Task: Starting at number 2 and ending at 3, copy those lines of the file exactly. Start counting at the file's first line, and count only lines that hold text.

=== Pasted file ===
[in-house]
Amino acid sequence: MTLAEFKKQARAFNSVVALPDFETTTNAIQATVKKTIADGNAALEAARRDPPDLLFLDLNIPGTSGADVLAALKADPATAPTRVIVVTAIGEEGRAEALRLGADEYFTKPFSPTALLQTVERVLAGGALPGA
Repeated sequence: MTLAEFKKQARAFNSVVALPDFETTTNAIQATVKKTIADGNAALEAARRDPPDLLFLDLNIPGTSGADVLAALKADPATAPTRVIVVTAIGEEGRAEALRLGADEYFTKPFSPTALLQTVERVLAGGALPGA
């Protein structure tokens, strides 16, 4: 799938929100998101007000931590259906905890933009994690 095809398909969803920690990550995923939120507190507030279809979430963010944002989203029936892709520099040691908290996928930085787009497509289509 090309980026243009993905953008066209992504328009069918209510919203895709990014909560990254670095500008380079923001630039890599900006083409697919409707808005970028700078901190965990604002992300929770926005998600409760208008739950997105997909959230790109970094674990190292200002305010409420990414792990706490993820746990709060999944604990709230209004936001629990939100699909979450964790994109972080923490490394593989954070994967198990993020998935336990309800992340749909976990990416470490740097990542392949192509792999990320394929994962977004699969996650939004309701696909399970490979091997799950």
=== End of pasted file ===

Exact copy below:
Amino acid sequence: MTLAEFKKQARAFNSVVALPDFETTTNAIQATVKKTIADGNAALEAARRDPPDLLFLDLNIPGTSGADVLAALKADPATAPTRVIVVTAIGEEGRAEALRLGADEYFTKPFSPTALLQTVERVLAGGALPGA
Repeated sequence: MTLAEFKKQARAFNSVVALPDFETTTNAIQATVKKTIADGNAALEAARRDPPDLLFLDLNIPGTSGADVLAALKADPATAPTRVIVVTAIGEEGRAEALRLGADEYFTKPFSPTALLQTVERVLAGGALPGA